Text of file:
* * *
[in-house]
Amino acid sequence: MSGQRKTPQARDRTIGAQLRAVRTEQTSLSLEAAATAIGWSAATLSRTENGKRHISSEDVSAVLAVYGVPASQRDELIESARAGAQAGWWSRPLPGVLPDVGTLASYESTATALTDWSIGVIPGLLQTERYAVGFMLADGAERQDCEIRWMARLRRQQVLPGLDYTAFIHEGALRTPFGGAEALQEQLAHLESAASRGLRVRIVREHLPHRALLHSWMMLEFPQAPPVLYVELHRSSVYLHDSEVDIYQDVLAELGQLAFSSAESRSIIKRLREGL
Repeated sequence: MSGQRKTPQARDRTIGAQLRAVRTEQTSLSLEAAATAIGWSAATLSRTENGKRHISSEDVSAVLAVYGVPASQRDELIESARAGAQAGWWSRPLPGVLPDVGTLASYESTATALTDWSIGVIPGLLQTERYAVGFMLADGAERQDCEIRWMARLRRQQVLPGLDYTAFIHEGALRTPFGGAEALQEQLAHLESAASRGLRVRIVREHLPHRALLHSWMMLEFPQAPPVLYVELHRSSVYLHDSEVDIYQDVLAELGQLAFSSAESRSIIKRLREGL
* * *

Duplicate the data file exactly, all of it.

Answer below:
[in-house]
Amino acid sequence: MSGQRKTPQARDRTIGAQLRAVRTEQTSLSLEAAATAIGWSAATLSRTENGKRHISSEDVSAVLAVYGVPASQRDELIESARAGAQAGWWSRPLPGVLPDVGTLASYESTATALTDWSIGVIPGLLQTERYAVGFMLADGAERQDCEIRWMARLRRQQVLPGLDYTAFIHEGALRTPFGGAEALQEQLAHLESAASRGLRVRIVREHLPHRALLHSWMMLEFPQAPPVLYVELHRSSVYLHDSEVDIYQDVLAELGQLAFSSAESRSIIKRLREGL
Repeated sequence: MSGQRKTPQARDRTIGAQLRAVRTEQTSLSLEAAATAIGWSAATLSRTENGKRHISSEDVSAVLAVYGVPASQRDELIESARAGAQAGWWSRPLPGVLPDVGTLASYESTATALTDWSIGVIPGLLQTERYAVGFMLADGAERQDCEIRWMARLRRQQVLPGLDYTAFIHEGALRTPFGGAEALQEQLAHLESAASRGLRVRIVREHLPHRALLHSWMMLEFPQAPPVLYVELHRSSVYLHDSEVDIYQDVLAELGQLAFSSAESRSIIKRLREGL